The best example to understand affectivity is to compare it to a pair of glasses, through which we see the world. It´s through these hypothetical glasses with which we are able to understand our reality in one way or another. If these glasses aren’t quite right, we might see things larger or smaller than they really are, more brightly coloured or greyer, more distorted or out of focus. Dealing with affectivity means adjusting the lenses with which we see the rest of the world.
Why does someone who suffers from panic attacks think they might be about to die or take ill suddenly? Is it because he/she thinks they suffer from a bad heart, or are about to have a stroke, or that they are so out of control that they´re about to completely lose it? This has nothing to do with objective or concrete reality. It´s a pessimistic viewpoint, a negative judgement which a person makes about him/herself, from a way of relating which has a negative manifestation for the person concerned. If a person sees him/herself in a worse way than they really are, we can say that they are not affectively well.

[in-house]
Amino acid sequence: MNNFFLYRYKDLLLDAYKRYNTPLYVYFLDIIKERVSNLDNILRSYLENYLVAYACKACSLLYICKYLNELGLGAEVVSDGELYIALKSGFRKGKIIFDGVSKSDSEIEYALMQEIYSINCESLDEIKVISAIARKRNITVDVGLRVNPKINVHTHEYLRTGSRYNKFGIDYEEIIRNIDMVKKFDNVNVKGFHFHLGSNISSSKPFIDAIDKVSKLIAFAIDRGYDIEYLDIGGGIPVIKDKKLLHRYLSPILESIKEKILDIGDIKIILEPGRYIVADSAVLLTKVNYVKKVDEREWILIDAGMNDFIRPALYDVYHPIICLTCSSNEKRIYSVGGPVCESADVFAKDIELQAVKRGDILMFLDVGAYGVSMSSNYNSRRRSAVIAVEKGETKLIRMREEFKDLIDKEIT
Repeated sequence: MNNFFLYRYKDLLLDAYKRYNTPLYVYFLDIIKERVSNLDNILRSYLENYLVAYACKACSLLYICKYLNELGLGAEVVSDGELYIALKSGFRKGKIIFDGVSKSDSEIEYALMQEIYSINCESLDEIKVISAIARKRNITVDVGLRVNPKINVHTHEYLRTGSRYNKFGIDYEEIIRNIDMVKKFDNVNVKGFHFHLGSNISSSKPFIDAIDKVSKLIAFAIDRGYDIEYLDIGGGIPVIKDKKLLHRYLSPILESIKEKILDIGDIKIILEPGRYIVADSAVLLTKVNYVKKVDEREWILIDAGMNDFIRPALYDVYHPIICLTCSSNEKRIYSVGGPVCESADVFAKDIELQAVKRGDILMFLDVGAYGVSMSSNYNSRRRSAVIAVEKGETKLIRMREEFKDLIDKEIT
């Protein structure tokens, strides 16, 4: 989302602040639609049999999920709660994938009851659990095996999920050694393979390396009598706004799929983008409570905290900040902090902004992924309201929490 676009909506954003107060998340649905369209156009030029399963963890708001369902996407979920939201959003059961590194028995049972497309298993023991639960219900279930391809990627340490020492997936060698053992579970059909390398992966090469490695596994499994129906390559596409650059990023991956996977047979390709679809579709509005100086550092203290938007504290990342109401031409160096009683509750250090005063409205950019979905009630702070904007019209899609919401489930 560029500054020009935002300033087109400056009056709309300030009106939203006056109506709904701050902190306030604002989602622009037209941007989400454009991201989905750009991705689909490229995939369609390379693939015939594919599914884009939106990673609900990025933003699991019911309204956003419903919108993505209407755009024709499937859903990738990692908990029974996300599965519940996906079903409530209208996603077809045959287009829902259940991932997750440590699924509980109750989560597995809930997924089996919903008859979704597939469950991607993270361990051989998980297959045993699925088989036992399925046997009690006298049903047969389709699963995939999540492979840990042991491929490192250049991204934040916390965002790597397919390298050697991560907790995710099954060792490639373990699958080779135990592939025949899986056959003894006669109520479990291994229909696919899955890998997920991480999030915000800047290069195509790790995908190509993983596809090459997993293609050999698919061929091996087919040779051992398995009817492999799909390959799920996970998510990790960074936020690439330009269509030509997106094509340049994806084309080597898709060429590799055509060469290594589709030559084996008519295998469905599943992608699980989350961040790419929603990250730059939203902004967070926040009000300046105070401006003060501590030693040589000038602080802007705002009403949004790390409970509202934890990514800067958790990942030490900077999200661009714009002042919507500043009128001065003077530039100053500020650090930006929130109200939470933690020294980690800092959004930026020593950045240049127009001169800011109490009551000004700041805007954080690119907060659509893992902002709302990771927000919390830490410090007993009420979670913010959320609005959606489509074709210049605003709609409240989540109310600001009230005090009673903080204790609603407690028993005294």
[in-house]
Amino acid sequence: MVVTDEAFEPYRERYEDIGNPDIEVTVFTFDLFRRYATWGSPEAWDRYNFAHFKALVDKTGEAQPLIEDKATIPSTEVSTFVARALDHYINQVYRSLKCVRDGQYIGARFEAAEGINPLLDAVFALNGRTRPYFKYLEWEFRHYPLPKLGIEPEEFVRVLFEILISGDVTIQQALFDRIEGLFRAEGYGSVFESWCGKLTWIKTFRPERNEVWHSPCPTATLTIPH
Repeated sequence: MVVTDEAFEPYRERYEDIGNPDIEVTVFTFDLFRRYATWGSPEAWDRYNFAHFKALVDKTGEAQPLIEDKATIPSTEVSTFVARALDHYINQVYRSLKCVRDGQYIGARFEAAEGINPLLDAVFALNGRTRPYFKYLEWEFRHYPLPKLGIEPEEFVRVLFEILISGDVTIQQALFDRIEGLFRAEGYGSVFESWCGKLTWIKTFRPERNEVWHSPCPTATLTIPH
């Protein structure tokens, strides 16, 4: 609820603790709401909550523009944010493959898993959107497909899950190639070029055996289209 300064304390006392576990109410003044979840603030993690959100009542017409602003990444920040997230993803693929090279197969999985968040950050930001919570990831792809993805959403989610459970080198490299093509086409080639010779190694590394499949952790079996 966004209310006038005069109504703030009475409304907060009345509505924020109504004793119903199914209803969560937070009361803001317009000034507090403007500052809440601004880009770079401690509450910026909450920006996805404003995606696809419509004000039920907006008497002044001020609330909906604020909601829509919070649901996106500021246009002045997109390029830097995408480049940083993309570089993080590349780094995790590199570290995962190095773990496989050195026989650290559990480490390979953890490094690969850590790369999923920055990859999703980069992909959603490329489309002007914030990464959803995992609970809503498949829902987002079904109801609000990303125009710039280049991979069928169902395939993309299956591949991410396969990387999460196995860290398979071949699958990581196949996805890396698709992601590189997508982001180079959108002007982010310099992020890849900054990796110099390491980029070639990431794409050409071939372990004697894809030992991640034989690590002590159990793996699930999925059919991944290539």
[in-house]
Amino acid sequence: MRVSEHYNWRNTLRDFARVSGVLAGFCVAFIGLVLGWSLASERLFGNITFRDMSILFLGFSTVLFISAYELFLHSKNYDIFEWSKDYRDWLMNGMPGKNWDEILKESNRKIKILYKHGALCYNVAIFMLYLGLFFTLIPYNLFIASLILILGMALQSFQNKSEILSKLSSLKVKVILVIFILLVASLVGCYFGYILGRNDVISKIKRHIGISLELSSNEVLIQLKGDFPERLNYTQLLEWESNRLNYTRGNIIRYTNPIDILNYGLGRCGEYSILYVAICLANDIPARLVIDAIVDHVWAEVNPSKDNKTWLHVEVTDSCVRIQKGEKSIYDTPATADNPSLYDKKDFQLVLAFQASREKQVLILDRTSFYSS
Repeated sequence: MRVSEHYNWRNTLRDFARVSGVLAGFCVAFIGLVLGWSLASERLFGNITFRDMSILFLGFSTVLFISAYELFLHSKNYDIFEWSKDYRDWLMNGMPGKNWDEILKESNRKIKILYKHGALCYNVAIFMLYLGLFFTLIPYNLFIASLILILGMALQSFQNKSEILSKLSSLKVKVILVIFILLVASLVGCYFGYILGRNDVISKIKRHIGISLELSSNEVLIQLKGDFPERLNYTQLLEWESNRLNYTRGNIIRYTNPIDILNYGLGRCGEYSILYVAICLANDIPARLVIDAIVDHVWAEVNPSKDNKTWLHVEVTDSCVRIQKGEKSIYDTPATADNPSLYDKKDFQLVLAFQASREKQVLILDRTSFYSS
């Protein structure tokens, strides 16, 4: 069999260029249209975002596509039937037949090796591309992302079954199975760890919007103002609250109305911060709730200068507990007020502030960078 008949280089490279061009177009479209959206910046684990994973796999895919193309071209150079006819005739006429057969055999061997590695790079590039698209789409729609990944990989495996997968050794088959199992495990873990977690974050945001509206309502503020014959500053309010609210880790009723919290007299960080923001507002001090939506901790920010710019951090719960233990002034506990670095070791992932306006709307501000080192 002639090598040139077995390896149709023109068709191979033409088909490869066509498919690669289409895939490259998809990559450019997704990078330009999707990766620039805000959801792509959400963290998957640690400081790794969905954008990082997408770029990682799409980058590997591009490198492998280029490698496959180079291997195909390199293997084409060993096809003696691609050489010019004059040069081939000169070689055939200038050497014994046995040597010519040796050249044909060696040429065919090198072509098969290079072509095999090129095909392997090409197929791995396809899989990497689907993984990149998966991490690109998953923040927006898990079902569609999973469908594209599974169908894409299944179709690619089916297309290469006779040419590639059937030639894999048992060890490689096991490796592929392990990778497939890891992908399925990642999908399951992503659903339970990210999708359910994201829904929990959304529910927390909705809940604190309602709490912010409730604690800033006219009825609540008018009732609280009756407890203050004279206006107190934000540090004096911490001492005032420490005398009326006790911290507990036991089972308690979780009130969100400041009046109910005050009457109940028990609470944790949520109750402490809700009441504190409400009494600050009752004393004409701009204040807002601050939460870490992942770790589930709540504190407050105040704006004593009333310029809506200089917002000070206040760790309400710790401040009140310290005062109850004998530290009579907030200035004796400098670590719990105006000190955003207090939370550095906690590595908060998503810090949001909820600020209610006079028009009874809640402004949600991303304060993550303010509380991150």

Typical depression also causes a person to feel and believe they´re worse than they really are. This produces feelings of insecurity and low self-esteem. Here again, affectivity has negative effects for the person concerned. A negative opinion of oneself, thinking that life isn´t worth living and that reality is suffering, feeling exaggerated fears, believing oneself to be ill and all sorts of other negative thoughts come from disturbed affectivity.
To analyse this question of affectivity, let’s take an illustrative example. Let’s imagine we´re in the middle of a streetfight. Our fear or anxiety is directly proportional to the size of our adversary: the bigger our adversary, the larger our fear. How do we judge our opponent?